Coronavirus: The rise of the milkmen and women

By Sue Paz & Stephen Stafford
BBC News

Milk bottles

The hum of the milk float and the clink of bottles on the doorstep was once a familiar sound of early mornings in towns and cities across the UK.

With supermarket online delivery slots at a premium during coronavirus self-isolation, thousands of people have been turning to traditional - and for some, new - methods of getting their daily pinta.

Despite distribution issues leading to milk being poured away, demand for doorstep deliveries has risen, with a growing army of milkmen and women providing more than just bottles of the white stuff.

'I've been overwhelmed with gifts'

Image source, Lynne Walls

"It's really full-on," says Lynne Walls, who has a small milk round in Horsforth, a suburb of Leeds.

"It has made a big difference to my life. I am starting work much, much earlier and finishing later."

She wakes up at 02:00, six days a week, to start work as orders have doubled since lockdown began.

After her round ends she spends most of the day answering messages and emails, but quips: "We don't have much else to do at the moment, do we?"

She adds: "I've started doing bread, butter and various fruit juices, as well as all the different types of milk, to help people out that are isolated.

"I have been absolutely overwhelmed with gifts.

"I have had boxes of chocolates, Easter eggs, bottles of wine, flowers, lots of cards and notes of thanks, and young children doing me drawings which always make me smile."

Image source, G&L Milk

'My float is really full'

Image source, Milk & More

"It makes my day when I find a handwritten thank-you note on a doorstep and I'm receiving several a day," says Ian Beardwell, from Islington, north London, who has been a Milk and More milkman for 31 years.

"The response from my customers - and I am sure the same is true for my colleagues - has been fantastic and everyone has really appreciated that we are doing our very best."

The UK delivery company, which was bought by German-owned dairy giant Muller from Dairy Crest in 2015, says: "We simply don't have enough milkmen and women to keep up."

The firm, which has about 1,000 milkmen and women selling 200 different products, has been dealing with "unprecedented volumes of customers", with 25,000 people signing up since lockdown began.

It even had to stop accepting new customers for a time and is currently trying to recruit an extra 100 staff.

"My existing customers have been ordering more too," says Mr Beardwell, adding: "In fact, product sales have doubled, which means my float is really full.

"As I'm having to make roughly 20 additional calls a day, my round is taking longer to complete than it usually does, but in times like these we all need to do our bit and I'm happy to be able to do mine."

Image source, Milk and More

'I am just so grateful'

Image source, Jo Heaton

"It's like finding treasure on the doorstep every morning," says new customer Jo Heaton, from Sherborne in Dorset.

"I did my first order in February in a bid to cut down on plastics but when lockdown happened I was even more relieved I'd done it."

She has upped her daily order from three pints to five, so she can provide her self-isolating friends with milk when they are unable to book a delivery.

"I have never woken up and not had it in time for breakfast. I've been leaving thank-you notes for the milkman because I am just so grateful.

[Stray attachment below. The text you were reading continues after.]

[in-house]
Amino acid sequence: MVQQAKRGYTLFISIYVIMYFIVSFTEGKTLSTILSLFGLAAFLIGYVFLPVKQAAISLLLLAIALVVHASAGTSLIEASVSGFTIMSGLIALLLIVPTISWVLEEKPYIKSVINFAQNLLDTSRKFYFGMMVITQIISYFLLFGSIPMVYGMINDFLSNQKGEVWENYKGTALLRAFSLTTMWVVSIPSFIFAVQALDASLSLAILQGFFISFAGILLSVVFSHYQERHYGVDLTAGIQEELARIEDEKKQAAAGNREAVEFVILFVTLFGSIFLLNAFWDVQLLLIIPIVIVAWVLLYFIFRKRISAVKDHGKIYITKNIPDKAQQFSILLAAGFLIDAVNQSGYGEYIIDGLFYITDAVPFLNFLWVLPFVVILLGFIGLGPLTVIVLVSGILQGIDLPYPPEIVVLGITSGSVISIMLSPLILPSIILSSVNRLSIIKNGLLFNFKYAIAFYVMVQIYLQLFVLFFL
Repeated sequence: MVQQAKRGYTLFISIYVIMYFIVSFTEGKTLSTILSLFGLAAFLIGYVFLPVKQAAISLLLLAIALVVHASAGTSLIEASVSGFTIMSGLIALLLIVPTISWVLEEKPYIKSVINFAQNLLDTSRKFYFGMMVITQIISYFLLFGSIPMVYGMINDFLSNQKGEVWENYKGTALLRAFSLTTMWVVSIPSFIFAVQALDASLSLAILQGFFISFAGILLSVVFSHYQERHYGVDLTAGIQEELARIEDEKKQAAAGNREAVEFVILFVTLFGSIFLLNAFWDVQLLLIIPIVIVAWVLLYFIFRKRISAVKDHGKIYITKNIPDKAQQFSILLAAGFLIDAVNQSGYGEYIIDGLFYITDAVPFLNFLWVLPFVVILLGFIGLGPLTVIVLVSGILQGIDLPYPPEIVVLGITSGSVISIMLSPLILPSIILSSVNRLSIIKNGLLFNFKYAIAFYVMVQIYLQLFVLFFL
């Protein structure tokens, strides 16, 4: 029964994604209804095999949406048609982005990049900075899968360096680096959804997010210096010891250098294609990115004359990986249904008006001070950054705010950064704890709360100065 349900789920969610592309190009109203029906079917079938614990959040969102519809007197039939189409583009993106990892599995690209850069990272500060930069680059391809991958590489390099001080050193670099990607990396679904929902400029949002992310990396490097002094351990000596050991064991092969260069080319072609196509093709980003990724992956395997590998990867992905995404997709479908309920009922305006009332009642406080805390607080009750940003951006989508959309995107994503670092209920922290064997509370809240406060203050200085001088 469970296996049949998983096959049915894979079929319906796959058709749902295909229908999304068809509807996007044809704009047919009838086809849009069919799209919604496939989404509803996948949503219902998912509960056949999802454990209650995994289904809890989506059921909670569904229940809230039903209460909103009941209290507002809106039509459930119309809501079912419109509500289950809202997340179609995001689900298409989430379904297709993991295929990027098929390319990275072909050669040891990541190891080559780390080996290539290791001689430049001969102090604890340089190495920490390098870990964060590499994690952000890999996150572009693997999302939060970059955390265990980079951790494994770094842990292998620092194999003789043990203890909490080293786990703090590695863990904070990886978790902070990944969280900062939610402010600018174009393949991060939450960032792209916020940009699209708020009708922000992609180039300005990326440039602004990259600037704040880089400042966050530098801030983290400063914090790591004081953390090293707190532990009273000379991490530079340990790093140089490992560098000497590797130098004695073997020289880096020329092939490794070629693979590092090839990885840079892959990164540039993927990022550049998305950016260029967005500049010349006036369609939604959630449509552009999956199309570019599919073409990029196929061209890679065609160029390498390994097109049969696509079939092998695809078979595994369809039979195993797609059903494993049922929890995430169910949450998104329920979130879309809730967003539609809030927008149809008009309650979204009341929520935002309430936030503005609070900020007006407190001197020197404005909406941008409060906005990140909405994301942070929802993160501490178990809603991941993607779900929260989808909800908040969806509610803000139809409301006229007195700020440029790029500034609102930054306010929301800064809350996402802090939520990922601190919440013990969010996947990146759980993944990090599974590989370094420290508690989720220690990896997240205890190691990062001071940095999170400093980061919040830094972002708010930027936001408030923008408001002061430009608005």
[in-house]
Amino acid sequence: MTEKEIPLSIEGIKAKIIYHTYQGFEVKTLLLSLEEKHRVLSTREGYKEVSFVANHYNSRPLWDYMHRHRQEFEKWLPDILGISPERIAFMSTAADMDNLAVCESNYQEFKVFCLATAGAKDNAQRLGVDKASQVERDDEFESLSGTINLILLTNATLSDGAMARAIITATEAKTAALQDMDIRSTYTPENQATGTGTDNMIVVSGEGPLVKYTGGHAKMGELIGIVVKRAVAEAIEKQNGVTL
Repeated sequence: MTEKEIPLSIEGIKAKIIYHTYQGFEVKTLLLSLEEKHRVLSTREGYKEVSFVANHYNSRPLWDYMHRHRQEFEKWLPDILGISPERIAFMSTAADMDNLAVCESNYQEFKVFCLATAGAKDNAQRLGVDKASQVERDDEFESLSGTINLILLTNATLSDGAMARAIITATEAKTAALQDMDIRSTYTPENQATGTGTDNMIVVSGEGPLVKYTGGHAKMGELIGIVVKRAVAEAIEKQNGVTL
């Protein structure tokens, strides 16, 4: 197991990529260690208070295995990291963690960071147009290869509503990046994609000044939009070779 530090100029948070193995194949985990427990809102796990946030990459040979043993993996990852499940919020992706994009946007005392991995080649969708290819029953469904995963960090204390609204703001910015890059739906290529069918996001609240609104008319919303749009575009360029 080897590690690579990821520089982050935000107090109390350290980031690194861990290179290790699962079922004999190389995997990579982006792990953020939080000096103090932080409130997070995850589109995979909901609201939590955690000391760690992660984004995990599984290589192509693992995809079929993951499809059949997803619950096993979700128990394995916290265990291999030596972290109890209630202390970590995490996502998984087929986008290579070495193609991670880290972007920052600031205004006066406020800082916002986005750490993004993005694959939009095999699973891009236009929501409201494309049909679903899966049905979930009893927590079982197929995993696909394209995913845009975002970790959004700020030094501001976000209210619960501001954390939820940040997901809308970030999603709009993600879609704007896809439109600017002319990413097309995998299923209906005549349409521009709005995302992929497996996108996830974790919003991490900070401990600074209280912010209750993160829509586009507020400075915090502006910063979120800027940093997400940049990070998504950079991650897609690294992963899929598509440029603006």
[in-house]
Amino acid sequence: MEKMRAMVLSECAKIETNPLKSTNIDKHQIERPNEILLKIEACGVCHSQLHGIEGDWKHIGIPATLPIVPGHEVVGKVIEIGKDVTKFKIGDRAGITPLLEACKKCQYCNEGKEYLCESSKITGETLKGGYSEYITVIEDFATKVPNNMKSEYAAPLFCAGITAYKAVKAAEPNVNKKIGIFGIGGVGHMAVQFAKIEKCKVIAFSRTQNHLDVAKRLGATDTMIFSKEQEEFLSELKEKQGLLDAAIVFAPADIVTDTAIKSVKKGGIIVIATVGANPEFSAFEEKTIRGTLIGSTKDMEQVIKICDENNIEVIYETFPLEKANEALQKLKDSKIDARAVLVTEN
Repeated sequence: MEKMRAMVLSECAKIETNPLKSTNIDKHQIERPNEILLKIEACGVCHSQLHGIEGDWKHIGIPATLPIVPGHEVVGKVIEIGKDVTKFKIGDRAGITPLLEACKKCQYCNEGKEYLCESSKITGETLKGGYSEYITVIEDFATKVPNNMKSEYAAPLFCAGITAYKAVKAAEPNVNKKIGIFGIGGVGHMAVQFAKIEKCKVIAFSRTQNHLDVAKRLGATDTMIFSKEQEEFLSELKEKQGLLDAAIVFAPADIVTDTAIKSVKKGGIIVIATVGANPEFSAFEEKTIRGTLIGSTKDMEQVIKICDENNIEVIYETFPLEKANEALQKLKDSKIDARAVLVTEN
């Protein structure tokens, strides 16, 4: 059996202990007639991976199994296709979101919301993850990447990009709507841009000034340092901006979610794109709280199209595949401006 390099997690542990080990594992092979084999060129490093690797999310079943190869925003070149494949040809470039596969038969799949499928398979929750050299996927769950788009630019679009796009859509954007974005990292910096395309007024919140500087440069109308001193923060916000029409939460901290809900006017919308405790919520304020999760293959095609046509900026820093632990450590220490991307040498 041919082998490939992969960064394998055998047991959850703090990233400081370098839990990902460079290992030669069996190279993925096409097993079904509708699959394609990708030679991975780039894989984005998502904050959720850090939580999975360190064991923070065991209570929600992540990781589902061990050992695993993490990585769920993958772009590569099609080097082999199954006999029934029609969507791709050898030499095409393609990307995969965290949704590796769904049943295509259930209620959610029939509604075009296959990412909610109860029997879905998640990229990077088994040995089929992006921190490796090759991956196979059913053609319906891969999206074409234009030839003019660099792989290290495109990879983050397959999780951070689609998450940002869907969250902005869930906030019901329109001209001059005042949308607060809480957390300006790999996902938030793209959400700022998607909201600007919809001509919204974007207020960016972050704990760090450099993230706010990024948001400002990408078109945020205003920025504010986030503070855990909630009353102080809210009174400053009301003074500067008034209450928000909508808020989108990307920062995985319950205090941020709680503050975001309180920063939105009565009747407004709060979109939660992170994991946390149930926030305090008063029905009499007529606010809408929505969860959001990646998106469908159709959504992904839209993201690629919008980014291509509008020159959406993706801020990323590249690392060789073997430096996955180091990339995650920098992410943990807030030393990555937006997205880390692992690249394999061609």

"Our kids love having porridge so it's nice to know they are still able to have that in lockdown, and I've been making milky coffees at home now I can't go out to the cafes."

'Cheap food comes at a high price'

Image source, Hollis Mead

"People absolutely love it," says farmer Oliver Hemsley, who has a herd of 75 cows. "They say it's what milk used to taste like."

The start of the pandemic coincided with his farm, near Beaminster in Dorset, starting organic milk sales.

Mr Hemsley is bypassing the conventional distribution system by selling his milk from his farm, using five specially built vending machines.

The machines each dispense up to 200 litres of milk a day, allowing customers to fill up bottles or other reusable containers, and Mr Hemsley is planning to set up more at farm shops and other local businesses.

He says he is "assiduous" about cleanliness and his customers don't have to come into contact with other people.

"Customers like the fact it's local, it's organic, it supports the wildlife - and that really means something. 

"Hopefully we've passed 'peak supermarket'. We're learning that cheap food comes at a high price - nature."

'They won't forget us'

"The lockdown is going to change the way people shop forever," says Simon Mellin, who set up The Modern Milkman in Colne, Lancashire, with three friends.

They bought a milk round and developed a smartphone app to allow customers to order locally produced milk and cut down on their use of plastic cartons.

When lockdown began, they had an influx of 1,200 new customers a day and now make 50,000 deliveries a week across Greater Manchester, Yorkshire and east Lancashire, along with their newest hub in Nottinghamshire.

Mr Mellin admits it has "been a real challenge" to keep up with demand, with the need to recruit and train up to 10 new drivers a day.

And it's not just his customers who have benefited from the doorstep deliveries, Mr Mellin says.

Meat and fruit and veg box deliveries are now distributed on the firm's milk rounds, providing a "lifeline" for local suppliers who saw demand from the hospitality sector slump when pubs and restaurants shut.

Mr Mellin says he's confident of keeping many of his new customers once the coronavirus crisis is over.

"They've needed us when they had to stay at home and they won't forget us."